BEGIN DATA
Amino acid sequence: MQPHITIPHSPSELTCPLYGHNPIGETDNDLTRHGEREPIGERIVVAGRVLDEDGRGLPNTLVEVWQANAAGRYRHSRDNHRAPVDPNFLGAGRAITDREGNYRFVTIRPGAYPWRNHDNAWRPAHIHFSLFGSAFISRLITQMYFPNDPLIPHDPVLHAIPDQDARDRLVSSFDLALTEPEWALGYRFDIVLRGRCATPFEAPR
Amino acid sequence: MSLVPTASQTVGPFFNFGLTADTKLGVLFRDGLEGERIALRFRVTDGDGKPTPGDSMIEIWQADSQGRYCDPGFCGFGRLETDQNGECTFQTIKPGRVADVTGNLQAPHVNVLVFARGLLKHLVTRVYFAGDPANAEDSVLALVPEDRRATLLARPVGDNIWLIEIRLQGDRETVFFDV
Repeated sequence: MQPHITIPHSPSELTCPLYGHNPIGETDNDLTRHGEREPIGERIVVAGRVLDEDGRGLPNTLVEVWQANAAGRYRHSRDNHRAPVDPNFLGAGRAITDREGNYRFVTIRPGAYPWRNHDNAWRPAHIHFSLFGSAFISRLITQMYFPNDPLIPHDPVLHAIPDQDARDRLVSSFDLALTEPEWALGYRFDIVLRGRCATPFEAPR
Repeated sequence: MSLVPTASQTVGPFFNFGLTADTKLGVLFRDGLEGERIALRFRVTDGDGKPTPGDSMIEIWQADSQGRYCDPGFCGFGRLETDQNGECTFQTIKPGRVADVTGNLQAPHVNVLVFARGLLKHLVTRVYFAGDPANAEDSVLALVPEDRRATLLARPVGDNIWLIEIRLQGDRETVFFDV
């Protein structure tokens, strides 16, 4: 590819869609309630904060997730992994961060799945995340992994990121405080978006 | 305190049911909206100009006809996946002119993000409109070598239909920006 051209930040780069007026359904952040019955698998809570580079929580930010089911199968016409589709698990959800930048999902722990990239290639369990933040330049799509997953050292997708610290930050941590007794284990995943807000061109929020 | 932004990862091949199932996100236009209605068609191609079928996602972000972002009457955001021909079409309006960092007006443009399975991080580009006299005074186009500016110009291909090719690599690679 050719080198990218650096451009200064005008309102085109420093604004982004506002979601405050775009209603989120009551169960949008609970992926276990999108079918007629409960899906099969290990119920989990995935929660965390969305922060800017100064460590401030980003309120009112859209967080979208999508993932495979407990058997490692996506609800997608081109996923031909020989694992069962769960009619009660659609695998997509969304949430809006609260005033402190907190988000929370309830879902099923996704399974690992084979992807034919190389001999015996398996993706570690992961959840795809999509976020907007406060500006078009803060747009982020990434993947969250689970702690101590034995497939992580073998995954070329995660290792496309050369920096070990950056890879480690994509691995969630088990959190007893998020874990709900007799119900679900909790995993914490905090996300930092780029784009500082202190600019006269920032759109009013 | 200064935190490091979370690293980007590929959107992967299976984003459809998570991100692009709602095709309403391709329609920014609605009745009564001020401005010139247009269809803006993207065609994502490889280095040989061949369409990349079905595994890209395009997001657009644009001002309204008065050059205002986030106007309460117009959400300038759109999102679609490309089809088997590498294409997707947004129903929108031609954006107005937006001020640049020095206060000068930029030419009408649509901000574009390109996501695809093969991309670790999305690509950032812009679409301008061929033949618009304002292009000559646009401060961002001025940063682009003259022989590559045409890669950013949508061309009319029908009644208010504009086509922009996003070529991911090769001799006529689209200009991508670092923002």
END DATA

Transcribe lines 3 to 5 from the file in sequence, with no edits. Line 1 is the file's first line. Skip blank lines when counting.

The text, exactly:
Repeated sequence: MQPHITIPHSPSELTCPLYGHNPIGETDNDLTRHGEREPIGERIVVAGRVLDEDGRGLPNTLVEVWQANAAGRYRHSRDNHRAPVDPNFLGAGRAITDREGNYRFVTIRPGAYPWRNHDNAWRPAHIHFSLFGSAFISRLITQMYFPNDPLIPHDPVLHAIPDQDARDRLVSSFDLALTEPEWALGYRFDIVLRGRCATPFEAPR
Repeated sequence: MSLVPTASQTVGPFFNFGLTADTKLGVLFRDGLEGERIALRFRVTDGDGKPTPGDSMIEIWQADSQGRYCDPGFCGFGRLETDQNGECTFQTIKPGRVADVTGNLQAPHVNVLVFARGLLKHLVTRVYFAGDPANAEDSVLALVPEDRRATLLARPVGDNIWLIEIRLQGDRETVFFDV
């Protein structure tokens, strides 16, 4: 590819869609309630904060997730992994961060799945995340992994990121405080978006 | 305190049911909206100009006809996946002119993000409109070598239909920006 051209930040780069007026359904952040019955698998809570580079929580930010089911199968016409589709698990959800930048999902722990990239290639369990933040330049799509997953050292997708610290930050941590007794284990995943807000061109929020 | 932004990862091949199932996100236009209605068609191609079928996602972000972002009457955001021909079409309006960092007006443009399975991080580009006299005074186009500016110009291909090719690599690679 050719080198990218650096451009200064005008309102085109420093604004982004506002979601405050775009209603989120009551169960949008609970992926276990999108079918007629409960899906099969290990119920989990995935929660965390969305922060800017100064460590401030980003309120009112859209967080979208999508993932495979407990058997490692996506609800997608081109996923031909020989694992069962769960009619009660659609695998997509969304949430809006609260005033402190907190988000929370309830879902099923996704399974690992084979992807034919190389001999015996398996993706570690992961959840795809999509976020907007406060500006078009803060747009982020990434993947969250689970702690101590034995497939992580073998995954070329995660290792496309050369920096070990950056890879480690994509691995969630088990959190007893998020874990709900007799119900679900909790995993914490905090996300930092780029784009500082202190600019006269920032759109009013 | 200064935190490091979370690293980007590929959107992967299976984003459809998570991100692009709602095709309403391709329609920014609605009745009564001020401005010139247009269809803006993207065609994502490889280095040989061949369409990349079905595994890209395009997001657009644009001002309204008065050059205002986030106007309460117009959400300038759109999102679609490309089809088997590498294409997707947004129903929108031609954006107005937006001020640049020095206060000068930029030419009408649509901000574009390109996501695809093969991309670790999305690509950032812009679409301008061929033949618009304002292009000559646009401060961002001025940063682009003259022989590559045409890669950013949508061309009319029908009644208010504009086509922009996003070529991911090769001799006529689209200009991508670092923002």